The language of reform. Corporate 'Collectives' for the Elite.
Take the word, collective, for example, as in socialist collectivism, collective bargaining, collective farming, anarchist or Marxist collectives, which is usually associated with the left-wing, labor movements. In the late 60s and early 70s you also had the rise of feminist collectives and so on. In other words, grassroots organizations synonymous with social change.
Can top-down, corporate reformers now take ownership of the terminology? You bet they can.
Sign of the times... Crain's Chicago Business recently launched its CEO Collective. No, it has nothing to do with socialism, street-protest affinity groups, or going off the the country to start a commune.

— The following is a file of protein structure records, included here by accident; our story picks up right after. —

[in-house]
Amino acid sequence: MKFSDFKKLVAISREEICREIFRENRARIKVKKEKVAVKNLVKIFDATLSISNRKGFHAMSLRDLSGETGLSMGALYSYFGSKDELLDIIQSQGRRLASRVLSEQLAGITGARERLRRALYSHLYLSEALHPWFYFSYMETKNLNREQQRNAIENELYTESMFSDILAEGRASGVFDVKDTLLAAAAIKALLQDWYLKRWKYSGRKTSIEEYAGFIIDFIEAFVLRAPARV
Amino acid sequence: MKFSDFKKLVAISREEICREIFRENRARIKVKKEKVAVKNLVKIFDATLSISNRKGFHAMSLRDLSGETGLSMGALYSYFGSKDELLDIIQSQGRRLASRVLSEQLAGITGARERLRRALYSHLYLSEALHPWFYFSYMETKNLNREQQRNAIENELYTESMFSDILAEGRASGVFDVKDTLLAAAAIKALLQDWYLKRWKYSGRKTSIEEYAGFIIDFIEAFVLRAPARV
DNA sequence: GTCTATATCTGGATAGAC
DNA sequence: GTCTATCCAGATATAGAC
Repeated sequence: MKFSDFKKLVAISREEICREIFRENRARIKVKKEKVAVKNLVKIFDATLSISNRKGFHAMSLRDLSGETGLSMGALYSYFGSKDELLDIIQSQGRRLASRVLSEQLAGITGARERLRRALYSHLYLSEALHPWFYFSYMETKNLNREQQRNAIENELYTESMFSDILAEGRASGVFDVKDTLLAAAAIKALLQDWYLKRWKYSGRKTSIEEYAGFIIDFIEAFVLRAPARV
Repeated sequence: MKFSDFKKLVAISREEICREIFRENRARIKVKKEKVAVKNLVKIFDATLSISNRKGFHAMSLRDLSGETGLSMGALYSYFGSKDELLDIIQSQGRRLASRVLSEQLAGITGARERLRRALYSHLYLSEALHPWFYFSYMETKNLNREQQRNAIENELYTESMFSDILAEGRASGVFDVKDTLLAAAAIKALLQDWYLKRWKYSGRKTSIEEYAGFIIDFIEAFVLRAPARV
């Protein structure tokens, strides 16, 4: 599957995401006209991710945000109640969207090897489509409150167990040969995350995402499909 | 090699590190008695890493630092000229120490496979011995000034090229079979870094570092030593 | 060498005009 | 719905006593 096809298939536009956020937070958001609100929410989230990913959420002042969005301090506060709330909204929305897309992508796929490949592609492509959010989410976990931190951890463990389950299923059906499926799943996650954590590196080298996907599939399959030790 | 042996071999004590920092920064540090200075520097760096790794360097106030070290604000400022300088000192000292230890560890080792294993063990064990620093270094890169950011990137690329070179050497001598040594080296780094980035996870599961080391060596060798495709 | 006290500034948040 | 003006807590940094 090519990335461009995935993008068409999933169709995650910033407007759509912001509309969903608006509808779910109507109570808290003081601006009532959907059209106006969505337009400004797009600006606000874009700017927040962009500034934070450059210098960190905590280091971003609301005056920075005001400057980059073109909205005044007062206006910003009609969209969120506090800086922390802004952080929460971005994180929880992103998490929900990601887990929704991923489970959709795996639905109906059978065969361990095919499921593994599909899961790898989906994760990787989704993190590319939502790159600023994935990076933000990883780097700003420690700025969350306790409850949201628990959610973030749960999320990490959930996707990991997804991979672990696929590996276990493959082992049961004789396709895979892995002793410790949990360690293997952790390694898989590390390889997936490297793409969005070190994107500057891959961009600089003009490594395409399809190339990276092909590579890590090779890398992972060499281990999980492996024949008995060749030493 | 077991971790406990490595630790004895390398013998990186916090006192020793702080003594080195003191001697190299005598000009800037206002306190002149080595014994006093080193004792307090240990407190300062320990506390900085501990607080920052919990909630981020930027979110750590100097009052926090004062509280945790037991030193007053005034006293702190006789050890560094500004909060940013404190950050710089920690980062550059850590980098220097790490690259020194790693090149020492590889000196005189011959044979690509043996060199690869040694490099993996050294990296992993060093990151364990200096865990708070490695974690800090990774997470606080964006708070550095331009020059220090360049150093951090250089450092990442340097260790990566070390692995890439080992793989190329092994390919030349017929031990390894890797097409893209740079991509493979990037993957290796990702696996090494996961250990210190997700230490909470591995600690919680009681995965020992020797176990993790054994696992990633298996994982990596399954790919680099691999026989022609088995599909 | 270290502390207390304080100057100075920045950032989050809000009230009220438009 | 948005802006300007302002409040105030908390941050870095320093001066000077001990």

Listen to the way they describe it to potential recruits, using lots of ed reform jargon.
An exclusive year-long program for Chicago CEOs and founders, Crain’s CEO Collective offers participants an opportunity to work alongside their new professional network and dive deep into their most pressing challenges – empowering them to transform their organization.
This facilitated peer-learning program will include modules on issue resolution, leadership development, strategic thinking and innovation. Plus, members will be introduced to guest speakers that will enrich, inspire and energize their journey. CEOs will also gain a renewed awareness of issues and opportunities in Chicago.Wow, peer-coaching, professional development, innovation -- this sounds like it came directly out of the school reform movement of the 1990s.
What they don't offer in their ads, but I'm sure is included in the Collective's membership fee, are workshops of how to undermine unions and get rid of, or Schooling in the Ownership Society: The language of reform. Corporate 'Collectives' for the Elite.: